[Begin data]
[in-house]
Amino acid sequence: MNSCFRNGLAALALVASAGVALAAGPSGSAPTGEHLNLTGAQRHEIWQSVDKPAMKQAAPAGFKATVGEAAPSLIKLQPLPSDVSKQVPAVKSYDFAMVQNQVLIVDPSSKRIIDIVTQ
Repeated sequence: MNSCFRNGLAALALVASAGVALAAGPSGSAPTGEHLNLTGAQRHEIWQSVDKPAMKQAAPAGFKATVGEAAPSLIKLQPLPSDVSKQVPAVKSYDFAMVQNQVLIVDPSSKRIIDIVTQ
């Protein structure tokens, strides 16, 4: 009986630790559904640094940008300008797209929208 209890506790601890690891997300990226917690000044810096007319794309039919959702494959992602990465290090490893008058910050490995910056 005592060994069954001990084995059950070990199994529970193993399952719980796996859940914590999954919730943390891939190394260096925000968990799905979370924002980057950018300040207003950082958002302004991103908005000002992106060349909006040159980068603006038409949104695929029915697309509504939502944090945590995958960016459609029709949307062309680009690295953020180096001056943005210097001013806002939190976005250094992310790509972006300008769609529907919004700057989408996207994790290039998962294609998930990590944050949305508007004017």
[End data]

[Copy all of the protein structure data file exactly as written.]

[in-house]
Amino acid sequence: MNSCFRNGLAALALVASAGVALAAGPSGSAPTGEHLNLTGAQRHEIWQSVDKPAMKQAAPAGFKATVGEAAPSLIKLQPLPSDVSKQVPAVKSYDFAMVQNQVLIVDPSSKRIIDIVTQ
Repeated sequence: MNSCFRNGLAALALVASAGVALAAGPSGSAPTGEHLNLTGAQRHEIWQSVDKPAMKQAAPAGFKATVGEAAPSLIKLQPLPSDVSKQVPAVKSYDFAMVQNQVLIVDPSSKRIIDIVTQ
């Protein structure tokens, strides 16, 4: 009986630790559904640094940008300008797209929208 209890506790601890690891997300990226917690000044810096007319794309039919959702494959992602990465290090490893008058910050490995910056 005592060994069954001990084995059950070990199994529970193993399952719980796996859940914590999954919730943390891939190394260096925000968990799905979370924002980057950018300040207003950082958002302004991103908005000002992106060349909006040159980068603006038409949104695929029915697309509504939502944090945590995958960016459609029709949307062309680009690295953020180096001056943005210097001013806002939190976005250094992310790509972006300008769609529907919004700057989408996207994790290039998962294609998930990590944050949305508007004017």